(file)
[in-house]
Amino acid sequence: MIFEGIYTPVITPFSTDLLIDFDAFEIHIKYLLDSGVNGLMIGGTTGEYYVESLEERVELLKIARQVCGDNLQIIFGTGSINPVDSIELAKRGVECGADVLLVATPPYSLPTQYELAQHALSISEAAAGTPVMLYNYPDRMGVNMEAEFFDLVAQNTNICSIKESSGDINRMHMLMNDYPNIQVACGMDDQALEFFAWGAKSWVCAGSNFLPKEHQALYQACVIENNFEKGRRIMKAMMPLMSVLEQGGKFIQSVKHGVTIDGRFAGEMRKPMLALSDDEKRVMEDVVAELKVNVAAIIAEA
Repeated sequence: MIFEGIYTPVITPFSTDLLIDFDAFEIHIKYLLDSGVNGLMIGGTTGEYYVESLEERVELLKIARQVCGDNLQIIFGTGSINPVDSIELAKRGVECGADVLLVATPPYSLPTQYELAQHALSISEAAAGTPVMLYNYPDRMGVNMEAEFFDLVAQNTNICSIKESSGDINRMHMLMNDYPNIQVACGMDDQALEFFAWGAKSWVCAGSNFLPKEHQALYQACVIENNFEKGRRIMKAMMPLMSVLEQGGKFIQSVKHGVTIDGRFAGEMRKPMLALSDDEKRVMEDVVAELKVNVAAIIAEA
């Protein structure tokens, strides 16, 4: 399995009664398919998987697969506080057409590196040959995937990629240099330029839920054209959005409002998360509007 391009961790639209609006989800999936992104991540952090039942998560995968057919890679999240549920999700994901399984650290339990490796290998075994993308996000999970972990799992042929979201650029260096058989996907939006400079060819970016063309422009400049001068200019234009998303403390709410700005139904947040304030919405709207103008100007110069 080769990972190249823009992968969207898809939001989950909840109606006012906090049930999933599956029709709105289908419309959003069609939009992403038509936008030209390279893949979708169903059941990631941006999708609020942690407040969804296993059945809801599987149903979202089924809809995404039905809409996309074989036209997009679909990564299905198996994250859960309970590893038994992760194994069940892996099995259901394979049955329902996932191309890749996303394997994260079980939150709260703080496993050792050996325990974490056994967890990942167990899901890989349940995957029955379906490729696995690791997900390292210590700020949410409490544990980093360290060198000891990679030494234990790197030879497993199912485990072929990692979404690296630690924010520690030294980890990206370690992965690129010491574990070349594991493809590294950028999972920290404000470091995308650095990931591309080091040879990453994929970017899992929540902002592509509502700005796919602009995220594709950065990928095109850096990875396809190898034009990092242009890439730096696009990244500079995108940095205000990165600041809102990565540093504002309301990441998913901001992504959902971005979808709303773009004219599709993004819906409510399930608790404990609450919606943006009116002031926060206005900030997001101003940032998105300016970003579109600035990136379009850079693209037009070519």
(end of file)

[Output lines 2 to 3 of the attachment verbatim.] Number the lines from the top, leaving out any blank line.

Amino acid sequence: MIFEGIYTPVITPFSTDLLIDFDAFEIHIKYLLDSGVNGLMIGGTTGEYYVESLEERVELLKIARQVCGDNLQIIFGTGSINPVDSIELAKRGVECGADVLLVATPPYSLPTQYELAQHALSISEAAAGTPVMLYNYPDRMGVNMEAEFFDLVAQNTNICSIKESSGDINRMHMLMNDYPNIQVACGMDDQALEFFAWGAKSWVCAGSNFLPKEHQALYQACVIENNFEKGRRIMKAMMPLMSVLEQGGKFIQSVKHGVTIDGRFAGEMRKPMLALSDDEKRVMEDVVAELKVNVAAIIAEA
Repeated sequence: MIFEGIYTPVITPFSTDLLIDFDAFEIHIKYLLDSGVNGLMIGGTTGEYYVESLEERVELLKIARQVCGDNLQIIFGTGSINPVDSIELAKRGVECGADVLLVATPPYSLPTQYELAQHALSISEAAAGTPVMLYNYPDRMGVNMEAEFFDLVAQNTNICSIKESSGDINRMHMLMNDYPNIQVACGMDDQALEFFAWGAKSWVCAGSNFLPKEHQALYQACVIENNFEKGRRIMKAMMPLMSVLEQGGKFIQSVKHGVTIDGRFAGEMRKPMLALSDDEKRVMEDVVAELKVNVAAIIAEA